In the end, I enjoyed this book (or at least most of it, before the rushed ending) but not for the reasons I expected. I loved the interactions between the side characters, Theo’s friendships, her character development even if I felt it was lacking, the plot twists that surprised me (the one that made sense, at least), and the island scenery. But this wasn’t the book I expected based on the blurb, and what I expected to be the central conflict was pretty much one confession resolved in one chapter, so I couldn’t help but feel a little cheated.

~ Alexa

Reviews

I Need to Have An Emotion In Private: Rogue Protocol & Exit Strategy

Rogue Protocol (The Murderbot Diaries, #3)Title: Rogue Protocol & Exit Strategy
Author(s): Martha Wells
Series: The Murderbot Diaries #3-#4
Genre: Science Fiction, Novella, Androids
Published: August 7th 2018 & October 2nd 2018 by Tor
LGBTQAI+: 
Other representation: 
polyamorous side character
I received both copies for free from the publisher in exchange for an honest review. My copy of Exit Strategy was an uncorrected proof.

SciFi’s favorite crabby A.I. is again on a mission. The case against the too-big-to-fail GrayCris Corporation is floundering, and more importantly, authorities are beginning to ask more questions about where Dr. Mensah’s SecUnit is.

And Murderbot would rather those questions went away. For good.

Murderbot wasn’t programmed to care. So, its decision to help the only human who ever showed it respect must be a system glitch, right?

Having traveled the width of the galaxy to unearth details of its own murderous transgressions, as well as those of the GrayCris Corporation, Murderbot is heading home to help Dr. Mensah–its former owner (protector? friend?)–submit evidence that could prevent GrayCris from destroying more colonists in its never-ending quest for profit.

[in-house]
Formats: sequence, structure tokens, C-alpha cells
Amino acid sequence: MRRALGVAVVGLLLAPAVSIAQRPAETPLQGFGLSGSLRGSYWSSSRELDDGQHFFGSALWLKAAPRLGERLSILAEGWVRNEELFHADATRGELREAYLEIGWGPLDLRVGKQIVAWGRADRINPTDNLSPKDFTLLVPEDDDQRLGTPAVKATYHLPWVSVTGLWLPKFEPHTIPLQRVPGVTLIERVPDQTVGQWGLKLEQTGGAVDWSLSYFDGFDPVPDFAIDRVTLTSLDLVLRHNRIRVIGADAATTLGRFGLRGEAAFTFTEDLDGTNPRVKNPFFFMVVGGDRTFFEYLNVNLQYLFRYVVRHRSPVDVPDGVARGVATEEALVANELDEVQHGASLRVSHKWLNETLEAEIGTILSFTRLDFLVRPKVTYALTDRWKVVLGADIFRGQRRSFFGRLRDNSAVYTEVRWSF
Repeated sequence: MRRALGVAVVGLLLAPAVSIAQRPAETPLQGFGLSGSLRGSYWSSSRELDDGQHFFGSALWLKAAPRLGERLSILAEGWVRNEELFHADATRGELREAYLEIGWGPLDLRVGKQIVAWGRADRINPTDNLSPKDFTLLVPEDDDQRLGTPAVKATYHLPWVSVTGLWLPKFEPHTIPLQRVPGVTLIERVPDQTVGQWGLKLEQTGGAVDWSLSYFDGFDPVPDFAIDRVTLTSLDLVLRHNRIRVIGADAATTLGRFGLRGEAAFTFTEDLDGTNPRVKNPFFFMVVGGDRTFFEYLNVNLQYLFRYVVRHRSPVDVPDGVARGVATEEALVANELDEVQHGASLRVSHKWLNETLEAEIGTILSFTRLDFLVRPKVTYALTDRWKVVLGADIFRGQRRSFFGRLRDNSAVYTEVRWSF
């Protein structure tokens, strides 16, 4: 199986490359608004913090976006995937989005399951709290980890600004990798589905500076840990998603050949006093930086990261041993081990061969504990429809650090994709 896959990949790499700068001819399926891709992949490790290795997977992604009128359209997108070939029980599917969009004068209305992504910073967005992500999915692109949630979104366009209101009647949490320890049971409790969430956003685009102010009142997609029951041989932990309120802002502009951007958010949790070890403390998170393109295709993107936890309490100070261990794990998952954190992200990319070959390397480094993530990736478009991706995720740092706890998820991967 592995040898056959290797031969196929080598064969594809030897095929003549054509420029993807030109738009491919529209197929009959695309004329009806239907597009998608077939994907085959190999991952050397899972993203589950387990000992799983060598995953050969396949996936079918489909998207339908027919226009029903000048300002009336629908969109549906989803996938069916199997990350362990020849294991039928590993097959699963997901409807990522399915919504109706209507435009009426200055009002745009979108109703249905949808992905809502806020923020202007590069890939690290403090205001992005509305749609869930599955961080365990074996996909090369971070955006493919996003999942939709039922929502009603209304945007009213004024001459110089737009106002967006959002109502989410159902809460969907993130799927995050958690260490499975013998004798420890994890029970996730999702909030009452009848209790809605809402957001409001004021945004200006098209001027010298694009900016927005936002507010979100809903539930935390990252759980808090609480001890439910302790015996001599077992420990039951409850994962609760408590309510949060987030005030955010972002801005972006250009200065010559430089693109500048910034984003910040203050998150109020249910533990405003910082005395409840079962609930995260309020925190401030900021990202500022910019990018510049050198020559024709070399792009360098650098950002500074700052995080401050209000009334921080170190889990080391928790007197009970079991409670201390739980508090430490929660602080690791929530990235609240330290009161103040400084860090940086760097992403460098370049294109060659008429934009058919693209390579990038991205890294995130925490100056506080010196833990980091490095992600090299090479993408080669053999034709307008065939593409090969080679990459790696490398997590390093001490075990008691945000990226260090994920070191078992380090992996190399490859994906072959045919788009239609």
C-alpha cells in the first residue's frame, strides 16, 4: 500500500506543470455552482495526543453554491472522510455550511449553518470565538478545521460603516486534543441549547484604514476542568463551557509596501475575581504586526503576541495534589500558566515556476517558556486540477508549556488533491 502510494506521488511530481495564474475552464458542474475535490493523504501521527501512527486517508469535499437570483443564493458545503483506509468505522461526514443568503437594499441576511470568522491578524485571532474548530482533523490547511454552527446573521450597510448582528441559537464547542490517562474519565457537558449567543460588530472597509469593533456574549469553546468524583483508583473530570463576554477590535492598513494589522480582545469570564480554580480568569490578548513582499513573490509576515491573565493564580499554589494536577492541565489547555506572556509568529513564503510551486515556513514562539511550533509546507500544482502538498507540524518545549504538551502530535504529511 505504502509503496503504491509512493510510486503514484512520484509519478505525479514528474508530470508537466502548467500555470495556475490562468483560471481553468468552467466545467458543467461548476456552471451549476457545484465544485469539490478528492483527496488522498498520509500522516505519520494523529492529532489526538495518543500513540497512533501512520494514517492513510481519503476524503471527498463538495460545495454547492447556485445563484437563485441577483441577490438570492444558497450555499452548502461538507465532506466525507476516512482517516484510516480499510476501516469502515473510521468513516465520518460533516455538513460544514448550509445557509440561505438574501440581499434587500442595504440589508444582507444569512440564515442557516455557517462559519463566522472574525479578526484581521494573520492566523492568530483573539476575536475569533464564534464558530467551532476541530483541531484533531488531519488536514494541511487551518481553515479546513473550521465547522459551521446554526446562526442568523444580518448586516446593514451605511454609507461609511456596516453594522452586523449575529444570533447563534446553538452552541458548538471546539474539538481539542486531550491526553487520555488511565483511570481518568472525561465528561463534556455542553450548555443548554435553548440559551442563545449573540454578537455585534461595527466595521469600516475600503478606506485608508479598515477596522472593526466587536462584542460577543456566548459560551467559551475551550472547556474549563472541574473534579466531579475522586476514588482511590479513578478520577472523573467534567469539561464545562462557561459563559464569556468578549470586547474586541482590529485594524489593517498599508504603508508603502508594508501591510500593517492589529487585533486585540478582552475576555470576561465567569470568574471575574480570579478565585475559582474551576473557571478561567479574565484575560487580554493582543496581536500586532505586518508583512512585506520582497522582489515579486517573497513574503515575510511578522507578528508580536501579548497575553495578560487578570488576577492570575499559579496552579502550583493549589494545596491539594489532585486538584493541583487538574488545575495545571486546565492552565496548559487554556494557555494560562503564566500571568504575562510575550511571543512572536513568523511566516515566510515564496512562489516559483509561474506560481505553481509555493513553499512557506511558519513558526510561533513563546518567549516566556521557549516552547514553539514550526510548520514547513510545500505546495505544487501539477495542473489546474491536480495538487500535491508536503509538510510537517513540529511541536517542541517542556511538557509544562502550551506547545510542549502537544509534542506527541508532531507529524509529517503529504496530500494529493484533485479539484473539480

But who’s going to believe a SecUnit gone rogue?

And what will become of it when it’s caught?

I read these two novellas (each between 160-180 pages) back-to-back, and the ending of the fourth one influenced my rating of the third, so it’s only fitting that I review them together – the same way I did with the first two books.

Murderbot is back, and I can only repeat myself when I say how much I adore this character: an android construct who is incredibly relatable to introvert people and people with anxiety while also being capable at its job and funny as hell. Murderbot takes several names as it pretends to be an augmented human to get around, and it insists it doesn’t get attached to humans… then does it anyway.

Abene had known I was a SecUnit, but she didn’t know I was me.

In Rogue Protocol, Murderbot ends up attached to a crew of humans and a human-form bot, feeling responsible for their safety and grumbling about how humans suck at security… again. Seeing an obviously non-human bot who is treated with kindness and as a friend by its humans makes Murderbot Feel Things and muse about what it really wants. In Exit Strategy, Murderbot finally returns to meet up with some old friends it left in the first book – friends who respect its boundaries and personhood despite being fully aware that Murderbot is a SecUnit with a hacked government module. During this journey, Murderbot becomes more and more human-like (mostly in appearance to fool people and get by safely) and yet rejecting the idea that it wants to be human, because that is the dumbest thing it ever heard.